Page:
if (filter[fpos+1] == line[lpos+1]) {
                    printf("%s", line);
                }
            }
        }

    }
}

-------------------------------------------------
0
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ozoCommented:
#include <string.h>

char * strstr(const char *big, const char *little);
0
PaulCaswellCommented:
Two points (again :-):

    int linesize, filtersize;

should probably be:

    int linesize = strlen(line), filtersize = strlen(filter);

secondly Instead of:

       for (fpos = 0; fpos < filtersize; fpos++) {
            if (filter[fpos] == line[lpos]) {
                if (filter[fpos+1] == line[lpos+1]) {
                    printf("%s", line);
                }
            }
        }

use something like if (strncmp(&line[pos], filter, filtersize) == 0)

Paul
0
sneak_186Author Commented:
OK, i get that... but how do I make the '*' (or another char.... i'll use '@' for example)
character represent ANY character... so if the user enters the filter @xpe@t,
then "expert", for example, would be one of the results. And if they entered expe*, then
"expert" would be a result then too.
0
sneak_186Author Commented:
Ok, i managed to work it out.... i think. More testing.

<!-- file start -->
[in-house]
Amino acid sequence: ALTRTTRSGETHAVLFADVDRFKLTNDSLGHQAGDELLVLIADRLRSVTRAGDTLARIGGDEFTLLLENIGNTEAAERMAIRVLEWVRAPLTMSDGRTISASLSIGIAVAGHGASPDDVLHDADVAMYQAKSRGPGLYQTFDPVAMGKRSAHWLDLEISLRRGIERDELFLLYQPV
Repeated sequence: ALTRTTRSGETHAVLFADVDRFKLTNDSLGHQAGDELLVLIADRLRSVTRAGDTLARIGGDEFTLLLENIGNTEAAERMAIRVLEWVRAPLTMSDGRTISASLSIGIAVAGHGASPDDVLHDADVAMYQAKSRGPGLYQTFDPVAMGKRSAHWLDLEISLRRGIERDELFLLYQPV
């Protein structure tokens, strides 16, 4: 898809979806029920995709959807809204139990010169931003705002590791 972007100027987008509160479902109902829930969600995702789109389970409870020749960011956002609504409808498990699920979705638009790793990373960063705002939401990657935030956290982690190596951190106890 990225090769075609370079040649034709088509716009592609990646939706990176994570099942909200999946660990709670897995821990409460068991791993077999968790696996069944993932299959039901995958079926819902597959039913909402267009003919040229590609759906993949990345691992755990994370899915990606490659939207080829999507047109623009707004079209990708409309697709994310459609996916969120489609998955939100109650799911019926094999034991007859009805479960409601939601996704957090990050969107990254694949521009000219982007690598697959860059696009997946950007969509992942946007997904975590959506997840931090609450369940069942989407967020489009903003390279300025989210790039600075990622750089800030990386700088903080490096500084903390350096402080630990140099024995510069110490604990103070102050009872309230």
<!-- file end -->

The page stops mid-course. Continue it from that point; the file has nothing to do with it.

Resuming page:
0
PaulCaswellCommented:
Here's a wild card file name matcher I got from elsewhere in EE. I have tinkered with it a bit.

// Simple Wild card matching from Chef-Hunter at EE.
bool WildCmp(const char* search, const char* in, char * match)
{
      // Record the match character.
      *match = *search;
      // End of search string?
      if(*search == '\0')
      {
            // Good if both finished?
            return (*in == '\0');
      }
      // End of in string but not search string?
      if(*in == '\0')
      {
            // If search was a '*'
            if(*search == '*')
            {
                  // Yes! The rest must match.
                  return WildCmp(search+1,in,match);
            }
            // Not a '*, not complete match.
            return false;
      }
      // Check for actual match.
      if(toupper(*search) == toupper(*in) )
      {
            return WildCmp(search+1, in+1, match+1);
      }
      // Check for '?' match.
      if(*search == '?')
      {
            return WildCmp(search+1, in+1, match+1);
      }
      // Check for '*'
      if(*search == '*')
      {
            return WildCmp(search+1, in, match+1)      // Match nothing.
                  || WildCmp(search+1, in+1, match+1)      // Or the next character.
                  || WildCmp(search, in+1, match+1);      // Or the one after.
      }
      // Failed.
      return false;
}

Please DO NOT use this if this is homework or coursework. It is far too sophisticated for a student to have invented.

Paul
0
sneak_186Author Commented:
Thanks for all the help guys. I've split the points between ozo and Paul.
Don't worry Paul... i can't even look at the 'simple' wildcard match code without going dizzy,
let alone work out how to use it. I managed to code the filter part using a couple of for loops.

Cheers.
0
PaulCaswellCommented:
>>I managed to code the filter part using a couple of for loops.
Well done! Its not a simple process.

>>...going dizzy
It takes some brain work :-) Some day when we have time I'll walk through it for you, but later in your course when you've done recursion perhaps.

Paul
0